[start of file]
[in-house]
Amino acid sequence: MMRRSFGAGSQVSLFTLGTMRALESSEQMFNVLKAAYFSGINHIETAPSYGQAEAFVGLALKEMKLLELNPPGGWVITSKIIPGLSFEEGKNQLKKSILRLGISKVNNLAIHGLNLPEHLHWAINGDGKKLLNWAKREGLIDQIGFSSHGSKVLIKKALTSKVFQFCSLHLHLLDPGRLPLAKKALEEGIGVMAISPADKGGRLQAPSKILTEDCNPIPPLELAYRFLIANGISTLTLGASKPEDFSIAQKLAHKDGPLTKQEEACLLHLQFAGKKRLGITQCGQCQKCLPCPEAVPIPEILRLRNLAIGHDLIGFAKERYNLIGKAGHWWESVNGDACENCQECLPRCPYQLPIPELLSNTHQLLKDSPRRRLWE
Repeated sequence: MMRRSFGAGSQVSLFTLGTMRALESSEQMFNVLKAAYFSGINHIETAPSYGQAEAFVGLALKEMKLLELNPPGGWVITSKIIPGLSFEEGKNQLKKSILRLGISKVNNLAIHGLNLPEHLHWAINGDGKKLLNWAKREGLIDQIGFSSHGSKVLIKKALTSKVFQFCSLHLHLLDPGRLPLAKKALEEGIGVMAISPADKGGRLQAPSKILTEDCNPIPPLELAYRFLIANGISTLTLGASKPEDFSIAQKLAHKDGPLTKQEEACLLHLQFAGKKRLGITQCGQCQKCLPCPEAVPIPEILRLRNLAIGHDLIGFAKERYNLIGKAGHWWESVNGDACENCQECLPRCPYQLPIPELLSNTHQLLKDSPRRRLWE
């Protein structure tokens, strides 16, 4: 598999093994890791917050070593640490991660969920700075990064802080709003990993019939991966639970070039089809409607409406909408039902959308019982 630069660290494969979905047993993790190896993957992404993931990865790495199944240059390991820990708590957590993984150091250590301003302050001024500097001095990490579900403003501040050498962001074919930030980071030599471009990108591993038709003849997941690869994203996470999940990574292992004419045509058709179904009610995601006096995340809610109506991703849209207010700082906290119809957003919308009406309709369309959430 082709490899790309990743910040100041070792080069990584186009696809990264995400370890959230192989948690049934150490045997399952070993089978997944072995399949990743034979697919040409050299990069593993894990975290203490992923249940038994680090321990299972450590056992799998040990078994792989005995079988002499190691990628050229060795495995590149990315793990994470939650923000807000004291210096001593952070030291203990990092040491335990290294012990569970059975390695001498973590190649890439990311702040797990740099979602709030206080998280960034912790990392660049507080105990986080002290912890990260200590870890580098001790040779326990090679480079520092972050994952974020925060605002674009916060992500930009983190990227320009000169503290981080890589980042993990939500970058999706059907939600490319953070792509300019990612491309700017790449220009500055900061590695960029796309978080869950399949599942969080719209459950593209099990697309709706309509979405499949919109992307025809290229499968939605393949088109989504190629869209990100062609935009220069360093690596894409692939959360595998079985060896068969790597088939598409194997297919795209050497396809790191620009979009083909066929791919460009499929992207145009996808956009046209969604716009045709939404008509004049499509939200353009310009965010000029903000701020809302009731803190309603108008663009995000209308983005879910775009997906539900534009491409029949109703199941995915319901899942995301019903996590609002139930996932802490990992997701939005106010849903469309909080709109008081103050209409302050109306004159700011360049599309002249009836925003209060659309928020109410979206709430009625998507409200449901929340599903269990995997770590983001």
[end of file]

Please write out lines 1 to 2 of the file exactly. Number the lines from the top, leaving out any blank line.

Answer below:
[in-house]
Amino acid sequence: MMRRSFGAGSQVSLFTLGTMRALESSEQMFNVLKAAYFSGINHIETAPSYGQAEAFVGLALKEMKLLELNPPGGWVITSKIIPGLSFEEGKNQLKKSILRLGISKVNNLAIHGLNLPEHLHWAINGDGKKLLNWAKREGLIDQIGFSSHGSKVLIKKALTSKVFQFCSLHLHLLDPGRLPLAKKALEEGIGVMAISPADKGGRLQAPSKILTEDCNPIPPLELAYRFLIANGISTLTLGASKPEDFSIAQKLAHKDGPLTKQEEACLLHLQFAGKKRLGITQCGQCQKCLPCPEAVPIPEILRLRNLAIGHDLIGFAKERYNLIGKAGHWWESVNGDACENCQECLPRCPYQLPIPELLSNTHQLLKDSPRRRLWE